Heir to the Throne

COMING THIS SPRING: Twelve seeds were planted. Only one survived. Dun dun dunnnnn.

Ten days ago, I planted twelve sungold seeds I’d saved from last year into a little plastic container filled with soil. After a week of fretting that nothing was happening, sometime last night, a stem emerged from the ground: the (potentially) only heir to our sungold family lineage.

I’m hoping against hope that more of them sprout up over the next 48 hours or so, that this week’s cold and rainy weather has simply made these little guys run in slow motion. I’m not sure what the odds of any given sprouted plant have of surviving, but given the fact that we’re first-time parents, I’m worried that they’re not particularly good. It’d be nice to have more than one shot at it. But if this is the only plant we’ll get, then dammit, we’ll give it all we’ve got. It’s currently got a front-row seat in the sunniest south-facing window of the house.

What you’re looking at right now is a cotyledon, essentially the first growth which shoots out from the plant’s seed. Isn’t it remarkable how much larger the sprouted plant already is than the seed itself? Tomato plants are dicots, meaning that they have two embryonic leaves, as you can see in the picture. These are not yet truly tomato plant leaves, as they are present in the seed prior to germination (as opposed to growing after the seed germinates), but they are photosynthetic, meaning that as soon as they open up, they’re in charge of supplying the growing plant with energy. That’s why it’s important that they get immediate sunlight.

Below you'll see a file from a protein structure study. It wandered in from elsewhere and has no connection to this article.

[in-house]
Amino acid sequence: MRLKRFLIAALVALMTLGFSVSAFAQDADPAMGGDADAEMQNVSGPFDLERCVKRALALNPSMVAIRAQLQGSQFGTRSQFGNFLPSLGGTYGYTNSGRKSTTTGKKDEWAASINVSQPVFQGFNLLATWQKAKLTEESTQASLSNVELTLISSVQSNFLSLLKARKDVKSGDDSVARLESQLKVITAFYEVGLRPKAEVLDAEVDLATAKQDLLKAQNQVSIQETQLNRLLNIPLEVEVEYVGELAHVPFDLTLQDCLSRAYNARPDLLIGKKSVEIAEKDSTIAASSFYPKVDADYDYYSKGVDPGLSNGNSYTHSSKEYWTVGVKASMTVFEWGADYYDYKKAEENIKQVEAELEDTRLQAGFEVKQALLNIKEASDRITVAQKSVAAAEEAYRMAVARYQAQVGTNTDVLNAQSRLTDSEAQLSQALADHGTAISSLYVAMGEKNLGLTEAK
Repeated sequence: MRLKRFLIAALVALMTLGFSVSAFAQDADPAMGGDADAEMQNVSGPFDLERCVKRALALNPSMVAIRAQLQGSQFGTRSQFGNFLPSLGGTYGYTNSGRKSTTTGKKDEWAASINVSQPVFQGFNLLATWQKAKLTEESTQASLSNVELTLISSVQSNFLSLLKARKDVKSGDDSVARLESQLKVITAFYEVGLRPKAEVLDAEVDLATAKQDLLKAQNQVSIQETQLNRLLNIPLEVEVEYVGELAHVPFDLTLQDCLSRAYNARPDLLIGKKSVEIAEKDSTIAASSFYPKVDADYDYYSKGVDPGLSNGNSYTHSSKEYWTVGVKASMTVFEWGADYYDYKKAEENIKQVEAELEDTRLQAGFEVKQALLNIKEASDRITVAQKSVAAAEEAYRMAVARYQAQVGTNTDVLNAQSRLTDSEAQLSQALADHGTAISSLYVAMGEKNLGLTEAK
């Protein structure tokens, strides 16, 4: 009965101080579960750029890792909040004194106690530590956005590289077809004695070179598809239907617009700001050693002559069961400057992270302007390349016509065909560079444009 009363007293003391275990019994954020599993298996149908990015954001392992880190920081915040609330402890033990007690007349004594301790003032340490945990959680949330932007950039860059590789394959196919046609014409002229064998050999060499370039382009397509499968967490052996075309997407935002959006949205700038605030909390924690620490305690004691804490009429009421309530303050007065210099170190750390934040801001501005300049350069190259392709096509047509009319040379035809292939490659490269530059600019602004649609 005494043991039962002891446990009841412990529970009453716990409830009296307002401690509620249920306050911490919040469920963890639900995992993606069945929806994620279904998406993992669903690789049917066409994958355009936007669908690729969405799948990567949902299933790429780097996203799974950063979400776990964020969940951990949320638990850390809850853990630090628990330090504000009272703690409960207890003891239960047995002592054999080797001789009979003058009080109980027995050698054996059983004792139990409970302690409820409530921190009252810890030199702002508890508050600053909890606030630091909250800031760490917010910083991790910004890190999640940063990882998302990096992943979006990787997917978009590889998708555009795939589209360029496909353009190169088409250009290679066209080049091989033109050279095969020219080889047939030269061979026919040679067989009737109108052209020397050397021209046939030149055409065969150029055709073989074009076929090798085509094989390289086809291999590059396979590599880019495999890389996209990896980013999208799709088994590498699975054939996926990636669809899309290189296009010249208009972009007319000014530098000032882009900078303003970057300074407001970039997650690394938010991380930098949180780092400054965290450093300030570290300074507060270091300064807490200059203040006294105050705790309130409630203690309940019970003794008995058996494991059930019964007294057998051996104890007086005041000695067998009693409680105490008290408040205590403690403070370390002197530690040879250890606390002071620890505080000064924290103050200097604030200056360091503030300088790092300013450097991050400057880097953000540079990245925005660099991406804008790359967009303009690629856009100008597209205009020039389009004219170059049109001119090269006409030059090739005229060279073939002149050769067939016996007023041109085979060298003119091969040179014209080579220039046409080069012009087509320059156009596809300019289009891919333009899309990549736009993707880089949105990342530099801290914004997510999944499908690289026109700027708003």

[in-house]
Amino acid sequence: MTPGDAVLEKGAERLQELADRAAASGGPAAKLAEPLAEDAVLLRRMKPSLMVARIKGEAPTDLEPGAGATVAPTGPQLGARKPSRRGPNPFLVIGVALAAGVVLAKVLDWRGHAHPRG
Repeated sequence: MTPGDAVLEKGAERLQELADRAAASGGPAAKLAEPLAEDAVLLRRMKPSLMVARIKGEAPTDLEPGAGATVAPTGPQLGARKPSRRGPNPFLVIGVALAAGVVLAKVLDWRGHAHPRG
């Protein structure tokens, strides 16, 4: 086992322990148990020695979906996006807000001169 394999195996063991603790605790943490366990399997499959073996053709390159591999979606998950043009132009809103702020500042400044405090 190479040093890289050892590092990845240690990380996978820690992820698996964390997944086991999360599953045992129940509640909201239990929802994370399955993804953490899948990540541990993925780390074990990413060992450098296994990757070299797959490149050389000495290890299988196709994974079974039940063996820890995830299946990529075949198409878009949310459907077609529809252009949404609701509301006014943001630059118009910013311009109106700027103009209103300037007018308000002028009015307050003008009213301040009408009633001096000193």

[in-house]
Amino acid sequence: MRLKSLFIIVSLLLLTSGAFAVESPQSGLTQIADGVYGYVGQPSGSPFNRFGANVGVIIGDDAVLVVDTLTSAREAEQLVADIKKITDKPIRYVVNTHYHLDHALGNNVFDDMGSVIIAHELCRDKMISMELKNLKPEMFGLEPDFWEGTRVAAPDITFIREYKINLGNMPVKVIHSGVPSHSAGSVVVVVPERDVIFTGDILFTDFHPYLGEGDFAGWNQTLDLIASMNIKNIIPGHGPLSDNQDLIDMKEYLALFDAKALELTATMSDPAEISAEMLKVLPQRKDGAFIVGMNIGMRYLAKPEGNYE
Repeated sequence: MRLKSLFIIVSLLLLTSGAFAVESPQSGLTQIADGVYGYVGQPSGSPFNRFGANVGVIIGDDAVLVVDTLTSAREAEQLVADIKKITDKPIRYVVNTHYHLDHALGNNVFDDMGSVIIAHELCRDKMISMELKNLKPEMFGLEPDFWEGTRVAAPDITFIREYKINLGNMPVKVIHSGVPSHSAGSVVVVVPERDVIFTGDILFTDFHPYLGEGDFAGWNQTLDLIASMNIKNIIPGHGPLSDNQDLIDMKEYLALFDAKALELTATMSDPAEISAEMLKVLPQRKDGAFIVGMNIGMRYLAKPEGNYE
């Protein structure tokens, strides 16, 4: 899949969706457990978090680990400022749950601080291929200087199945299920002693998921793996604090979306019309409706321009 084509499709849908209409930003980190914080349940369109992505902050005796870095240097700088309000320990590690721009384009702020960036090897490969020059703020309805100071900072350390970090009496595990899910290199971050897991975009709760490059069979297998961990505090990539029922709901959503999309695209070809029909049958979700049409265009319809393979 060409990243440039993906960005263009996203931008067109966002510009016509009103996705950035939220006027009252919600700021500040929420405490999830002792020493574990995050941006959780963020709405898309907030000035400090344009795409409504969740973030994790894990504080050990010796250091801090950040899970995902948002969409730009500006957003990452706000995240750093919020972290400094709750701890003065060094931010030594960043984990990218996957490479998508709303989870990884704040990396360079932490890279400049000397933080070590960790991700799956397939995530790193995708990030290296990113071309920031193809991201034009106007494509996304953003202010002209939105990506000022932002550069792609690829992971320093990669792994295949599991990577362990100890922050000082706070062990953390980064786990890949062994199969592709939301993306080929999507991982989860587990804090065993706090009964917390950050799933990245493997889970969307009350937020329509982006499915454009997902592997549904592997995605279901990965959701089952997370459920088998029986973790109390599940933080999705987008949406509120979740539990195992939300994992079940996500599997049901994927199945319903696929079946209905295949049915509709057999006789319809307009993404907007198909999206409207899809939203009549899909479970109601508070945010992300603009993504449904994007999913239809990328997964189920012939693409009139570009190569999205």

It looks like there’s some sun in the forecast for tomorrow and Friday, which hopefully is the case. I don’t really feel as though it’s proper to run an indoor fluorescent light just to develop this one plant. It’s going to have to grow naturally or not grow at all. Hopefully the little guy’s hardy. Things happen quickly in the springtime, so there’ll be plenty to monitor in the coming days.